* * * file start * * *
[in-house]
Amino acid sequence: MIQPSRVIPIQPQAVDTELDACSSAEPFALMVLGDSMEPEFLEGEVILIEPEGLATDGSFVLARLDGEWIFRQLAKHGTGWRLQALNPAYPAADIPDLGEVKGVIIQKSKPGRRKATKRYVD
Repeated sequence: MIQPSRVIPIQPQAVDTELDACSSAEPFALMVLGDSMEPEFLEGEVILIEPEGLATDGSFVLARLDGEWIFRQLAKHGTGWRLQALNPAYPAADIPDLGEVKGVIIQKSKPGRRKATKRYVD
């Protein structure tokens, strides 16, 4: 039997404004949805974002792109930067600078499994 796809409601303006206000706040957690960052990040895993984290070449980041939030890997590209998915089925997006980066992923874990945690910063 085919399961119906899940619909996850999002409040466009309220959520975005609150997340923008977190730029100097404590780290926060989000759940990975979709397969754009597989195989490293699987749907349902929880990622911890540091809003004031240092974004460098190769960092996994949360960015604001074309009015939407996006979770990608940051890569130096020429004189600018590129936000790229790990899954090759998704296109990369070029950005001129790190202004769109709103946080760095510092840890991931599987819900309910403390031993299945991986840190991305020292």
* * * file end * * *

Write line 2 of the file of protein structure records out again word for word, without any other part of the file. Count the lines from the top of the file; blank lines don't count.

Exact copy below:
Amino acid sequence: MIQPSRVIPIQPQAVDTELDACSSAEPFALMVLGDSMEPEFLEGEVILIEPEGLATDGSFVLARLDGEWIFRQLAKHGTGWRLQALNPAYPAADIPDLGEVKGVIIQKSKPGRRKATKRYVD